"Why does he bother?" Mom, who is basically blind, remarked. How did she see him? See, you never know.

I also know the doctors will not believe me when I tell you how we all watched her revive before our very eyes last night, after she slept all day, after I took the chicken off the bbq on her back patio, and then we all sat down and she ate like it was her last meal, but it wasn't, and won't be as long as she stays that hungry, which is why I love to cook for her. I stuff the old girl, chicken, salmon, green salad, Waldorf salad, rice, bon bons, cookies. 

"Have some more, Mom?"

"Maybe just one little piece."

After that she wanted a cigarette, and we have stopped giving her cigarettes, because they make it hard for her to breathe, but you know we can't hardly say smoking is going to shorten her life any more, and she really wanted one, so we cut one in half and lit it for her, and as she sat in her prison chair, which is what we call the chair on the patio where we make her go when she wants to smoke, she inhaled, and put the cigarette first in one hand and then the other, and we all shook our heads in amazement as we watched the years fall off her face, there went 90, and then 80, and 70 too, and then there she was, just about our age, in total peace with her lot in life, smiling the big smile we all remember, and laughing, and maybe it was because we were all together but to tell you the God's honest truth I think her secret weapon is the tar and nicotine. Philip Morris ought to call her tomorrow and get the campaign going. They've got a good five years.

Wednesday, April 09, 2014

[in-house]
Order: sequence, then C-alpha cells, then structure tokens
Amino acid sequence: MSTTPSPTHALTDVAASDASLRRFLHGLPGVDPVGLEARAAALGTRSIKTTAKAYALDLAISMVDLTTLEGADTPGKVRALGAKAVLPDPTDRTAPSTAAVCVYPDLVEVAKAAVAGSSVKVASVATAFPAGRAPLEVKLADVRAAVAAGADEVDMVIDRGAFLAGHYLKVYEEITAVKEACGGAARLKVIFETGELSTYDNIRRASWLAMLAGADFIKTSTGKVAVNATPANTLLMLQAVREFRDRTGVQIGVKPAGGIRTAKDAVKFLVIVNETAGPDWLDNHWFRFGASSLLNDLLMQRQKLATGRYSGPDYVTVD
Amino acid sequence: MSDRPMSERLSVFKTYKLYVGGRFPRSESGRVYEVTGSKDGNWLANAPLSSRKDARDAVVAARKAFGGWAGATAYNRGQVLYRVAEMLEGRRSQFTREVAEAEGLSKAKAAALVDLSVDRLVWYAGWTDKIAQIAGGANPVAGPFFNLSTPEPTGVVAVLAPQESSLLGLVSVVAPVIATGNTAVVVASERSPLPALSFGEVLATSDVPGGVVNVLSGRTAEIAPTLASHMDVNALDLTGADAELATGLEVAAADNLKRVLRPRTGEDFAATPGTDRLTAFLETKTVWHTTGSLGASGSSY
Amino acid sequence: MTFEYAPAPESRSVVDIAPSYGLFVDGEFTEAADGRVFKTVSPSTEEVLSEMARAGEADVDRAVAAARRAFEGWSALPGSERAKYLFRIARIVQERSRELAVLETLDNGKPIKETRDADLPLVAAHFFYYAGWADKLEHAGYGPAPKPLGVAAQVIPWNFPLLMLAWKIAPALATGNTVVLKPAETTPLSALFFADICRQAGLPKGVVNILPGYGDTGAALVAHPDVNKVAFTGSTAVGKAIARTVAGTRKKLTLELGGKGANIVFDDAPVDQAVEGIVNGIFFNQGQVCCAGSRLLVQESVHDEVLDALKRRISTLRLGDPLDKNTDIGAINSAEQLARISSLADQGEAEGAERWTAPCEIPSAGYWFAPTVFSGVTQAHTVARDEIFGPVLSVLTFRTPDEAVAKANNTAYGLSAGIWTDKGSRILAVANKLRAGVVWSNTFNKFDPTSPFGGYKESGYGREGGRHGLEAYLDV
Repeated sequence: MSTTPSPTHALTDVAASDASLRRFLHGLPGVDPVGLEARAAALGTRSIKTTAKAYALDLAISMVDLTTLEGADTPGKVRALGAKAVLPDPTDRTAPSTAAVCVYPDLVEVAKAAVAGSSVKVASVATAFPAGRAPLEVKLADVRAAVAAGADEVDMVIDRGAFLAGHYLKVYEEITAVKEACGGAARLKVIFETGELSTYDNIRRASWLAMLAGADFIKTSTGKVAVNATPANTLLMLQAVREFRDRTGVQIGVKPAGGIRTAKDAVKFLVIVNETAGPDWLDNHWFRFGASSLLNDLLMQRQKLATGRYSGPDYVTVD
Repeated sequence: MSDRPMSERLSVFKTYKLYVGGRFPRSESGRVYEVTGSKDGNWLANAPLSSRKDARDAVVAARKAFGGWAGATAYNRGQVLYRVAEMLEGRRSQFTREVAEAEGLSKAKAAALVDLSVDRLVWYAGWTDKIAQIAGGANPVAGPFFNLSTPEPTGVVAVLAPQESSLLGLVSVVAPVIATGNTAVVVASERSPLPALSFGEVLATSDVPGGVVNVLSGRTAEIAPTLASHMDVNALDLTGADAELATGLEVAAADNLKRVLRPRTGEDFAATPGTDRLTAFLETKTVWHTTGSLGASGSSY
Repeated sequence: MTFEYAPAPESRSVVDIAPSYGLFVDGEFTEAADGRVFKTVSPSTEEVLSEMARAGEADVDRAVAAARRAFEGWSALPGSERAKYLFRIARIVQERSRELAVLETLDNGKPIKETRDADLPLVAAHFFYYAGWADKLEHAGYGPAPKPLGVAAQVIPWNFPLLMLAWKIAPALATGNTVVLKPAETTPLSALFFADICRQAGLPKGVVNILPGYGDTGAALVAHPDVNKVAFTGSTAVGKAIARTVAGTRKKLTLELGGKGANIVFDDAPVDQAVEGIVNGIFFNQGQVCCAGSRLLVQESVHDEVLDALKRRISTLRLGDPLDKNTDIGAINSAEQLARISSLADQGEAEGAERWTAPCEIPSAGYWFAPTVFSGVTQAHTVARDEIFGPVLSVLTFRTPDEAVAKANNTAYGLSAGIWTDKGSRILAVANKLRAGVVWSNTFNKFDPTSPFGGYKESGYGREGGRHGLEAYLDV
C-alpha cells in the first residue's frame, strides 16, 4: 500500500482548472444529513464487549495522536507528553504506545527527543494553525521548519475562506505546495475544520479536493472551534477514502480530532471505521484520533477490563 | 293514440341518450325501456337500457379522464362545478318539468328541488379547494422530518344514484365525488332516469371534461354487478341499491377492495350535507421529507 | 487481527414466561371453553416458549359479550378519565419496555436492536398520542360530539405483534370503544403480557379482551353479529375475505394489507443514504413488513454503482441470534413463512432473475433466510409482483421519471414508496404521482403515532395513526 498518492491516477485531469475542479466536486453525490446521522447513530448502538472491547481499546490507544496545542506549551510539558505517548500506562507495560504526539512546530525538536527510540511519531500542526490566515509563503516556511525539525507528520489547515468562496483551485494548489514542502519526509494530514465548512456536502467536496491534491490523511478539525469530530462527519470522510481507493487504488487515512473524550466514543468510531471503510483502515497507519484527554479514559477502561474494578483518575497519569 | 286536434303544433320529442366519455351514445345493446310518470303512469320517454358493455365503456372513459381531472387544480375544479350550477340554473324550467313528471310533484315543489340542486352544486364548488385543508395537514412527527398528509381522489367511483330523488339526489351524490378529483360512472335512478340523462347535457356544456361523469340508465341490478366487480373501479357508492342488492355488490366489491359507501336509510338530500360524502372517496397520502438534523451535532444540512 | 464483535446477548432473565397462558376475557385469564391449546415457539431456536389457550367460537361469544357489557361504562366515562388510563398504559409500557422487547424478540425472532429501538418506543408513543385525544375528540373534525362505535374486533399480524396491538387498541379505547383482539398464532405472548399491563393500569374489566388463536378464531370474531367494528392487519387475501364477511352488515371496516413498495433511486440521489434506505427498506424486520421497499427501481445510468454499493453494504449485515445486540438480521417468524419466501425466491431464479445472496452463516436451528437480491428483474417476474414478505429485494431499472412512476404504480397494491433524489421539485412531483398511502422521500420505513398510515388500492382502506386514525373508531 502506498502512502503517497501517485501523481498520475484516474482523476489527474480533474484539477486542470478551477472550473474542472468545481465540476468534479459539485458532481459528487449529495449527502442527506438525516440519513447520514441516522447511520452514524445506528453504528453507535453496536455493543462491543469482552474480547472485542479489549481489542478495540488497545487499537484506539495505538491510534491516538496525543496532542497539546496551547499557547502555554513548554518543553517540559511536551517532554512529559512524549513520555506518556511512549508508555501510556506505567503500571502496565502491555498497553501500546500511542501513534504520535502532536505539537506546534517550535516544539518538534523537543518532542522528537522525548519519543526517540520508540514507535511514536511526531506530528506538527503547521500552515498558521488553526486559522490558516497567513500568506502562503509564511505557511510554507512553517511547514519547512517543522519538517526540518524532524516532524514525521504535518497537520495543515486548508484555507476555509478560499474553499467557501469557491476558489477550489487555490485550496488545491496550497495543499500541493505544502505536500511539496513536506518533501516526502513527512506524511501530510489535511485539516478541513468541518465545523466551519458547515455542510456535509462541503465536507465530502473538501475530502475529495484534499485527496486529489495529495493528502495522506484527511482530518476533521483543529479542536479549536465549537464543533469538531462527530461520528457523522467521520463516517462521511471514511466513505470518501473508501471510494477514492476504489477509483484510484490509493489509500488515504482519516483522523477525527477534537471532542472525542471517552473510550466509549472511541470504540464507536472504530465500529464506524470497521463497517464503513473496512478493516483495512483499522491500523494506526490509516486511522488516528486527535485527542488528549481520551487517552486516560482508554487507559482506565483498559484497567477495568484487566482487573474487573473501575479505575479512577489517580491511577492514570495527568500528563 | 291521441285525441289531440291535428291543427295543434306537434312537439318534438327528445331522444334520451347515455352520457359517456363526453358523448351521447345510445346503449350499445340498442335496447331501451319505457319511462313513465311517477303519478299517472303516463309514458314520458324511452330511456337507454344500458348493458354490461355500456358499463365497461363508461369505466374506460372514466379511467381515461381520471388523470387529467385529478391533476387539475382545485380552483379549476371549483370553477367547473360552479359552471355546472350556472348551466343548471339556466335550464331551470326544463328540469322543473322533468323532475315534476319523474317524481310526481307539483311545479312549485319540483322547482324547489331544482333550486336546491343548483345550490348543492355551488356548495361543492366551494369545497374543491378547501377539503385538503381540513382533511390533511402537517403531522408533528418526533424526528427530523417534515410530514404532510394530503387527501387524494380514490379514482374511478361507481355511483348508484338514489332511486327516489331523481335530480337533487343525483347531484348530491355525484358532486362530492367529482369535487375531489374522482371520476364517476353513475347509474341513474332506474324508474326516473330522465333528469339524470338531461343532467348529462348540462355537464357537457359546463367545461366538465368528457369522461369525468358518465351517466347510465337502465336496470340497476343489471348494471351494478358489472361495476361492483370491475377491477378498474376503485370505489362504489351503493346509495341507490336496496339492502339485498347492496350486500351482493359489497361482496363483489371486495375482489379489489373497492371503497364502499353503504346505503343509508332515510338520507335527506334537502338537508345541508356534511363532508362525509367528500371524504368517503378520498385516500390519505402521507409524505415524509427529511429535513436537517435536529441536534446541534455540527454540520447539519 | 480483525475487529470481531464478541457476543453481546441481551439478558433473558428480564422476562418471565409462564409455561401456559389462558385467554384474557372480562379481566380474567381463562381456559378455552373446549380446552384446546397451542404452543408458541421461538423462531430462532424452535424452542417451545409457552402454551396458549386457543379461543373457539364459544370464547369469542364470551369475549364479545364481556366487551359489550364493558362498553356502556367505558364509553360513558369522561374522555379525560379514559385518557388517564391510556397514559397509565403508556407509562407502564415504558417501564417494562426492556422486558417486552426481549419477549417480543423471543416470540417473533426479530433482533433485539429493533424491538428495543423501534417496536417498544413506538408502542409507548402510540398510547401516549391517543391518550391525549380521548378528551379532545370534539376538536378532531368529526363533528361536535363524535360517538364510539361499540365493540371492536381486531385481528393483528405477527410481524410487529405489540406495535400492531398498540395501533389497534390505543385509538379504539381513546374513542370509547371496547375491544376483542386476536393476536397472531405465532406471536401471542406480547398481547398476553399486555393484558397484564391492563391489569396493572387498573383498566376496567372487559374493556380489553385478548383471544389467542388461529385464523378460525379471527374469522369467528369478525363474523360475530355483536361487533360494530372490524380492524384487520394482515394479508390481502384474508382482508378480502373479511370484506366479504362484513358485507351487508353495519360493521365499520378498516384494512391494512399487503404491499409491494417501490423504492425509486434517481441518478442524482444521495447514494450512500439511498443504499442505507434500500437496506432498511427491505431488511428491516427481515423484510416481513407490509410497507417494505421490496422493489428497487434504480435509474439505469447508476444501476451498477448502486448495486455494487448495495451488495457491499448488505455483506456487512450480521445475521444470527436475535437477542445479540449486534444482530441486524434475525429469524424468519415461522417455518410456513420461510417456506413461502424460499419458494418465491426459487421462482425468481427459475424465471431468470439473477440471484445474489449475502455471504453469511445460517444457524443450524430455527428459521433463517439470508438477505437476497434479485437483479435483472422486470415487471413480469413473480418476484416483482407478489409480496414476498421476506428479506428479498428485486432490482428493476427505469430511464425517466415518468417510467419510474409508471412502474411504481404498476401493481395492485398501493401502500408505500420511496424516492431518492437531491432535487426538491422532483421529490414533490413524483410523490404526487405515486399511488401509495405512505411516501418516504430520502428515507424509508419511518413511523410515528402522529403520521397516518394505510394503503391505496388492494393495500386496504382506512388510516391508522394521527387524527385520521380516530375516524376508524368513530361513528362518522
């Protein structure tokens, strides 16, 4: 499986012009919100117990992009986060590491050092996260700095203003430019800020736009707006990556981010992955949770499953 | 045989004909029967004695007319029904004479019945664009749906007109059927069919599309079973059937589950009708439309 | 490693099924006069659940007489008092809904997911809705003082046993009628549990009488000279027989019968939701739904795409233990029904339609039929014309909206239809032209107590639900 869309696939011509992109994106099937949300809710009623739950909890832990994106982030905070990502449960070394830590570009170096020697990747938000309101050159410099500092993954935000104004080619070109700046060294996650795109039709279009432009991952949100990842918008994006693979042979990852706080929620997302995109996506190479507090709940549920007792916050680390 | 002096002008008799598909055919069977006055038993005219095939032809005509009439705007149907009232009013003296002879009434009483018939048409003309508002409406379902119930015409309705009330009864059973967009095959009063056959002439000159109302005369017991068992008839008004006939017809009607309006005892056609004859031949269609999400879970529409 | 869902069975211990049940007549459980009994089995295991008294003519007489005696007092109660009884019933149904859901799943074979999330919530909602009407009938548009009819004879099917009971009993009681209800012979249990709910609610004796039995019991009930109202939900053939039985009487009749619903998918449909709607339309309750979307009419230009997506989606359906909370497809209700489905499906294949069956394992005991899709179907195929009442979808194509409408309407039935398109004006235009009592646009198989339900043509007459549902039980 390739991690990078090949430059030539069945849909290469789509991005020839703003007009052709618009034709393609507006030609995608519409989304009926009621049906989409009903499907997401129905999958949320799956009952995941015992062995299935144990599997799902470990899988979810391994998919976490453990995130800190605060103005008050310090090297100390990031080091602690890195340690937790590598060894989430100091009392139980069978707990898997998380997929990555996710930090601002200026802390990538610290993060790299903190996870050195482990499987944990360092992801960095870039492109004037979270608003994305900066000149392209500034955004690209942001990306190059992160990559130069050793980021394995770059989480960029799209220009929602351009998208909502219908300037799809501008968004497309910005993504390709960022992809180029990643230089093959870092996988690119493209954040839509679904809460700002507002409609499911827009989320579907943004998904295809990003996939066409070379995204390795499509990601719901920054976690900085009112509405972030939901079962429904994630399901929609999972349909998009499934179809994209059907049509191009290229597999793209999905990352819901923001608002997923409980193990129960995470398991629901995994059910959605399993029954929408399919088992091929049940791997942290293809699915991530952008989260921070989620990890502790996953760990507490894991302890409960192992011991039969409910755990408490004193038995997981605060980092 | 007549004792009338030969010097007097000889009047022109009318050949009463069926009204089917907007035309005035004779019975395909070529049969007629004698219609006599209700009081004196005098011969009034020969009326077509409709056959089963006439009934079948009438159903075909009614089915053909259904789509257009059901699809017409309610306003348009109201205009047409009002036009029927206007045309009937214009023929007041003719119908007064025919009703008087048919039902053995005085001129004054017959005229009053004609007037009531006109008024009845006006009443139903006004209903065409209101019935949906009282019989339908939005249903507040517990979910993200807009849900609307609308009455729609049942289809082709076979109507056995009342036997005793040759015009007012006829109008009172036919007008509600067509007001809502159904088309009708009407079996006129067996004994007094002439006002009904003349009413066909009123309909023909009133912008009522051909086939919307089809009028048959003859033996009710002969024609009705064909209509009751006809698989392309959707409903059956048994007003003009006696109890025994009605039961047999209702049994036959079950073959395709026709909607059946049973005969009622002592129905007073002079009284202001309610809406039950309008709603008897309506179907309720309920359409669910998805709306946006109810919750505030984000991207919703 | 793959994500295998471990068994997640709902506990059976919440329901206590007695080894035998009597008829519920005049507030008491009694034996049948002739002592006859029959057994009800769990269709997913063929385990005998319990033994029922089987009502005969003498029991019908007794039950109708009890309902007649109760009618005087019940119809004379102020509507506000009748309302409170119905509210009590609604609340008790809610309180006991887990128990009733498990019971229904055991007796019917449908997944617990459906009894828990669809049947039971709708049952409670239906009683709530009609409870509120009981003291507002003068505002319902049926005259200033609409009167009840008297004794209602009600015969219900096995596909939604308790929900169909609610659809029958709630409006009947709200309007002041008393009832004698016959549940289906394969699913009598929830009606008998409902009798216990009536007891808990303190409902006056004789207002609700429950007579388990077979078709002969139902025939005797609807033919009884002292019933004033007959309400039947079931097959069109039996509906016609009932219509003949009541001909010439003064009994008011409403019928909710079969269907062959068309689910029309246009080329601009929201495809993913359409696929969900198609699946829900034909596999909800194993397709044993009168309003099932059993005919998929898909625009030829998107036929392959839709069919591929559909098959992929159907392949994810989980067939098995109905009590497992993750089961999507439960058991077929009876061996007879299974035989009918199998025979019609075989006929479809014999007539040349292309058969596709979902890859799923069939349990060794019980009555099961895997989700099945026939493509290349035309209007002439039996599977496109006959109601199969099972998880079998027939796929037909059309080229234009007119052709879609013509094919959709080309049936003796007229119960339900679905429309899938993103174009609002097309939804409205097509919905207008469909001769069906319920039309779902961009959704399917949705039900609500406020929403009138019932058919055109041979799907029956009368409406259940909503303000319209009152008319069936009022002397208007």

The Palms of Stiletto City


The Mom of Stiletto City

There is still gas in the tank. Lots of rest stops needed. Maybe the slow lane is better anyway.

Monday, April 07, 2014

BZ Got a New Hat?

Colorado girls. But how can she text?

Saturday, April 05, 2014

I Miss Belly Bone

Saturday afternoon, Giants - Dodgers and two NCAA semifinal games on TV. Care about the first, not about the next two.  Tonight we drive down to Mountain View to see "The Hound of the Baskervilles" at TheaterWorks. This means many choices for Asian food.

The Mountain View Center for Performing Arts is located on Castro Street, an avenue absolutely filled with Asian restaurants. The Chinese place, not so good; the Korean place, good but we've been there a lot recently; the Thai place pretty good but the Japanese place delicious and different. That's where we'll eat before the show.

Watching a Dodgers-Giants game is torture. It just is.

I miss Belly Bone.

Thursday, April 03, 2014

Desi and Bells, Papa and Bobo

He's walking, crawling, doing the Penitent Knee Walk, any way he can do it the boy is now mobile. At 15 months he sleeps through the night. The problem is "night" means "until I get hungry." He has already broken through the child-proof locks into the cabinet where they keep the tomato sauce. He stares at the can of tomato sauce and thinks: "Somewhere in this container there is food. But, hey. Let's just throw it down the wooden stairs."

The Great PD and Great 5H had a ball by themselves in London. Papa and Bobo remember what a glorious feeling that is -- adult conversations and sleep. So they were very happy to come to Brooklyn and spend several days with Desi and his Big Sister. It was sad to leave.

There is a lot of discussion on all fronts these days about where to live. In the end, when you have young children it doesn't much matter because all you're doing is surviving and dreaming of the day you'll have your lives back again. But then that day comes and you feel an emptiness you hadn't planned on.

Isabella has earned her Senior Badge in the Scampus Neverstoppus Society. She is showing her brother the ropes, but we don't think he will ever be the Scampus she is. Desi will plow over things. Belly will plan the whole caper and then send her brother in to do the dirty work.

But for the time being he is content to sit in Papa's or Bobo's arms and eat any of his many meals.

Greene Avenue, Clinton Hill, Brooklyn NY, April 2014

Tuesday, April 01, 2014

When You've Just Got Animal Crackers and one Oreo Cookie...


You just put the animal crackers in a fancy glass and mount it on the Oreo Cookie.

When you get hungry at lunchtime you get a Margherita with Italian Sausage at Speedy Romeo.

When you need to make sure everybody has their just line 'em up.